Julian Abele (1881–1950)

Duke University Chapel, Durham, Norrh Carolina. Lance King/Getty Images (cropped)

Julian F. Abele was one of America’s most important architects, but he never signed his work and he was not publicly acknowledged in his lifetime. As the first Black graduate of architecture (1902) at the University of Pennsylvania, Abele spent his entire career at the Philadelphia firm of the Gilded Age architect Horace Trumbauer.

Abele worked for Trumbauer when they received a commission to expand the campus of a whites-only university in Durham, North Carolina. Although Abele’s original architectural drawings for Duke University have been described as works of art, it has been only since the 1980s that Abele’s efforts have been acknowledged at Duke. Today Abele is celebrated on campus.

Clarence W. (“Cap”) Wigington (1883–1967)

Cap Westley Wigington was the first registered Black architect in Minnesota and the first Black municipal architect in the United States. Born in Kansas, Wigington was raised in Omaha, where he also interned to develop his architecture skills.

At about age 30, he moved to St. Paul, Minnesota, took a civil service test, and was hired to be that city’s staff architect. He designed schools, fire stations, park structures, municipal buildings, and other important landmarks that still stand in St. Paul. The pavilion he designed for Harriet Island is now called the Wigington Pavilion.

Vertner Woodson Tandy (1885–1949)

black architects
Villa Lewaro, the Madam C. J. Walker Estate, Irvington, New York. Library of Congress Prints and Photographs Division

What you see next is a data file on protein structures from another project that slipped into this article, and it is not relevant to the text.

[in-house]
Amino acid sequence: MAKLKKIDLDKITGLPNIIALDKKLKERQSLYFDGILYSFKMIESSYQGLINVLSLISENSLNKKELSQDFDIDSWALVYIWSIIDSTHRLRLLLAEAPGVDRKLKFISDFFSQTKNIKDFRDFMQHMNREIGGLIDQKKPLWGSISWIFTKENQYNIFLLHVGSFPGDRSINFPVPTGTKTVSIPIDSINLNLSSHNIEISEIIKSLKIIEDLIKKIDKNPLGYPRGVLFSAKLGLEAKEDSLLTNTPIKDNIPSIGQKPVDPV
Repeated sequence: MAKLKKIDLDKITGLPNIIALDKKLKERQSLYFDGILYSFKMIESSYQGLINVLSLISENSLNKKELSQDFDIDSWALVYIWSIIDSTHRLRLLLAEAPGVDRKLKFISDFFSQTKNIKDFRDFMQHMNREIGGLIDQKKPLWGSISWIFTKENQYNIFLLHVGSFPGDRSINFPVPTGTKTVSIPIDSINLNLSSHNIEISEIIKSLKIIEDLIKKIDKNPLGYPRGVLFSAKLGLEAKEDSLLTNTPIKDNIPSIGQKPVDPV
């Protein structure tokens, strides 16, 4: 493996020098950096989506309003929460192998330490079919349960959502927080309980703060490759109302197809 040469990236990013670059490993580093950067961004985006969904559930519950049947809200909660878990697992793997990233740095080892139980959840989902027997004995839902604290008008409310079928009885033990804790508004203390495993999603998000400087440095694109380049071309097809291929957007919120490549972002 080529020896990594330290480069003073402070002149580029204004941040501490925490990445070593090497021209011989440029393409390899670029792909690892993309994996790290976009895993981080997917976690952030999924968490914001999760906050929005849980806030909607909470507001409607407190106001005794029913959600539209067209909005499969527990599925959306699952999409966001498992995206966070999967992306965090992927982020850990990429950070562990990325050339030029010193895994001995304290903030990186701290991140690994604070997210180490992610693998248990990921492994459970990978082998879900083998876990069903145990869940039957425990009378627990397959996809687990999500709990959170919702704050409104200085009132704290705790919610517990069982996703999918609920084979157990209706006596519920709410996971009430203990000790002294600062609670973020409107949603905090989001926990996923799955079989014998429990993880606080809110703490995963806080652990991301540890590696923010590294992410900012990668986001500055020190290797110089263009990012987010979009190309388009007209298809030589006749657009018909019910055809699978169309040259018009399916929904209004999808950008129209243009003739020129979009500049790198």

Born in Kentucky, Vertner Woodson Tandy was the first registered Black architect in New York State, the first Black architect to belong to the American Institute of Architects (AIA), and the first Black man to pass the military commissioning examination. Tandy designed landmark homes for some of the wealthiest residents of Harlem, including the 1918 Villa Lewaro for the self-made millionaire and cosmetics entrepreneur Madam C. J. Walker.

John E. Brent (1889–1962)

The first Black professional architect in Buffalo, New York was John Edmonston Brent. His father, Calvin Brent, was the son of a slave and became the first Black architect in Washington, D.C. where John was born. John Brent was educated at Tuskegee Institute and received his architecture degree from Drexel Institute in Philadelphia. Brent is well-known for designing Buffalo’s Michigan Avenue YMCA, a building that became a cultural center for the Black community in Buffalo.

Louis A. S. Bellinger (1891–1946)

 Born in South Carolina, Louis Arnett Stuart Bellinger earned a Bachelor of Science degree in 1914 from the historically Black Howard University in Washington, D.C. For more than a quarter of a century, Bellinger designed key buildings in Pittsburgh, Pennsylvania.

Unfortunately, only a handful of his buildings have survived, and all have been altered. His most important work was the Grand Lodge for the Knights of Pythias (1928), which became financially unsustainable after the Great Depression. In 1937 it was remodeled to become the New Granada Theatre.

Paul R. Williams (1894–1980)

California Residence c. 1927 by Architect Paul Williams. Karol Franks/Getty Images (cropped)

Paul Revere Williams became renowned for designing major buildings in Southern California, including the space-aged LAX Theme Building at the Los Angeles International Airport and over 2000 homes in the hills throughout Los Angeles. Many of the most beautiful residences in Hollywood were created by Paul Williams.

Albert Irvin Cassell (1895–1969)

Albert I. Cassell shaped many academic communities in the United States. He designed buildings for Howard University in Washington D.C., Morgan State University in Baltimore, and Virginia Union University in Richmond. Cassell also designed and built civic structures for the State of Maryland and the District of Columbia.

Norma Merrick Sklarek (1928–2012)

The Pacific Design Center, West Hollywood, California. Steve Proehl/Getty Images (cropped)

Norma Merrick Sklarek was the first Black woman to become a licensed architect in New York (1954) and California (1962). She was also the first Black woman honored by a Fellowship in AIA (1966 FAIA). Her many projects included working with and overseeing a design team headed by the Argentine-born César Pelli.

Robert T. Coles (1929– )